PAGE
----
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Torture appeal lost by UK government
#31
Yeah, I saw that too. "It's all their fault!" Those naughty Yanks.

I like this too. Talk about blaming the messenger:
Quote:She went on to say that the allegations of complicity in torture could disrupt MI5's work.
"The philosophers have only interpreted the world, in various ways. The point, however, is to change it." Karl Marx

"He would, wouldn't he?" Mandy Rice-Davies. When asked in court whether she knew that Lord Astor had denied having sex with her.

“I think it would be a good idea” Ghandi, when asked about Western Civilisation.
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#32
I wondered if there was a bit of preemptive blame storming going on in light of Inspector Knacker of the Yard's apparently pending investigation. Things being the way they are, it is always the former, retired boss who is seated beneath the dangling sword.
The shadow is a moral problem that challenges the whole ego-personality, for no one can become conscious of the shadow without considerable moral effort. To become conscious of it involves recognizing the dark aspects of the personality as present and real. This act is the essential condition for any kind of self-knowledge.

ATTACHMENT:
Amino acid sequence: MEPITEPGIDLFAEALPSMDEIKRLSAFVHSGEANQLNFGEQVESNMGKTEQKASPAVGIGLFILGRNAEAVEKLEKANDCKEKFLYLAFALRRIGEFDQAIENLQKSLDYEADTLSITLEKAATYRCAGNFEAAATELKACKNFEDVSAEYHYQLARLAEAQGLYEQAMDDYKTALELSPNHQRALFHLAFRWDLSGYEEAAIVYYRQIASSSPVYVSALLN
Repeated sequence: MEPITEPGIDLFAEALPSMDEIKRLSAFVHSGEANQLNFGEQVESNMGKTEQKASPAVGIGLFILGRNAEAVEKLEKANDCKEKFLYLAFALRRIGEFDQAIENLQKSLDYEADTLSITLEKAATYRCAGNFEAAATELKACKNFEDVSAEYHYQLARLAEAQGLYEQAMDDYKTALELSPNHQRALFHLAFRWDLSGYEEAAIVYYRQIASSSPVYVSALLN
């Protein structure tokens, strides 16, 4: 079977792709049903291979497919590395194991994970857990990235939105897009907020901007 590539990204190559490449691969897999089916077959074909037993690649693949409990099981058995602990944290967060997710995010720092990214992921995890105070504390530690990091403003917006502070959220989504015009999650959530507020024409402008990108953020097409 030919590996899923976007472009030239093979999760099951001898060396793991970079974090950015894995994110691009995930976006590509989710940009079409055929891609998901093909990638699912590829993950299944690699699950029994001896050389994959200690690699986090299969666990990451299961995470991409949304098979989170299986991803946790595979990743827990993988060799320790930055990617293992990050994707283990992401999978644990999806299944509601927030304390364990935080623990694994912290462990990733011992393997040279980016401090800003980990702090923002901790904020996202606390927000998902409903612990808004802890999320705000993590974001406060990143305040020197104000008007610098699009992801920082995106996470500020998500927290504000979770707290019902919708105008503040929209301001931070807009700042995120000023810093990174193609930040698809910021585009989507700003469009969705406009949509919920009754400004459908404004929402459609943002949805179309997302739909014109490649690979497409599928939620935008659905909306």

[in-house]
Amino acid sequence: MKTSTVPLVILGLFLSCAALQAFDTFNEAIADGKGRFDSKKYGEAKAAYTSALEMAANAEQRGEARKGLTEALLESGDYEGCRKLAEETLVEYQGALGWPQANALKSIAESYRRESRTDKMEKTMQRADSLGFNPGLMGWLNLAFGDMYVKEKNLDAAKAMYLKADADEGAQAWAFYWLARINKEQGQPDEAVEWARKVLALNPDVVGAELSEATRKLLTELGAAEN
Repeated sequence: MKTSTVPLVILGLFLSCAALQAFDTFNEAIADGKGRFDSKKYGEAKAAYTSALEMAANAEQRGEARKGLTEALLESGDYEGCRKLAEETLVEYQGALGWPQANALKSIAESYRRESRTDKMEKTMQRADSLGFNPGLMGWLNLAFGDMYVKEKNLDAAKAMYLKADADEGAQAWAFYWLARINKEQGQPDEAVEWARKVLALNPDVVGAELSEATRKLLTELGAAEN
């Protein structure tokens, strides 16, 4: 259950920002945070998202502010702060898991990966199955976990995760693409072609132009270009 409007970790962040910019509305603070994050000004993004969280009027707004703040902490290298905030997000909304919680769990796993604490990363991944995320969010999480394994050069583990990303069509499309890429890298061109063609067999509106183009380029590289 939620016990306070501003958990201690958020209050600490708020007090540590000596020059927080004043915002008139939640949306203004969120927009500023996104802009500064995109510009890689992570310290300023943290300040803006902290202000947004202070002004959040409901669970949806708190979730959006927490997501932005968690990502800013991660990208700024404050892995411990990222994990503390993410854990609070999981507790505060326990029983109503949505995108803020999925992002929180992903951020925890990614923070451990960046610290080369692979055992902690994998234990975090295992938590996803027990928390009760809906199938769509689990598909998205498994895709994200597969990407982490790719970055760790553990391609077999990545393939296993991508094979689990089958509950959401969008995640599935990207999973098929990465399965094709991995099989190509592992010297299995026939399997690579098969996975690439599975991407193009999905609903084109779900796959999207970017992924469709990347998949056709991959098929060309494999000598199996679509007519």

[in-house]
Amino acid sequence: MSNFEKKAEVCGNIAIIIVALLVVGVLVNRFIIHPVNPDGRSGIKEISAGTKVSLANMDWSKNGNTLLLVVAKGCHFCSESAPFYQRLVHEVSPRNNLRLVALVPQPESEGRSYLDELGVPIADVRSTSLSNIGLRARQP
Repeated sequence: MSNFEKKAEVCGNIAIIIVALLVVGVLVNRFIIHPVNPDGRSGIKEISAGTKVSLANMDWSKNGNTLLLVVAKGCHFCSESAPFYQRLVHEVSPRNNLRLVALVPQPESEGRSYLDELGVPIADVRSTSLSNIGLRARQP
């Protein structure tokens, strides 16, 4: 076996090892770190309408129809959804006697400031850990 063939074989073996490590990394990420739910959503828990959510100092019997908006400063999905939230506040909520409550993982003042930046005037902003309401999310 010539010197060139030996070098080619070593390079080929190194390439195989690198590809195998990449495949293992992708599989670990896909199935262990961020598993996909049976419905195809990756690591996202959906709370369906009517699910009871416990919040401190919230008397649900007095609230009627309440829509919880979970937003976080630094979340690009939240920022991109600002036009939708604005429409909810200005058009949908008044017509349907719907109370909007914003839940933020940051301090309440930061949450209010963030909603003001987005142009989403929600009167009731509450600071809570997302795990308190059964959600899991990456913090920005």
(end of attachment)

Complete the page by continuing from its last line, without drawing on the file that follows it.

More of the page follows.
Carl Jung - Aion (1951). CW 9, Part II: P.14
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#33
As if:

Quote:http://johnrentoul.independentminds.live...09489.html

Truth about torture

Posted by John Rentoul

Wednesday, 10 March 2010 at 10:18 am

[Image: s320x240]

Perhaps all those who paid too little attention to the detail of the news reports designed to give the impression that British ministers were "complicit" in torture of terrorist suspects will read the reports of the lecture given by Eliza Manningham-Buller, former head of MI5 (right), to the Mile End Group last night.

The Americans were very keen that people like us did not discover what they were doing.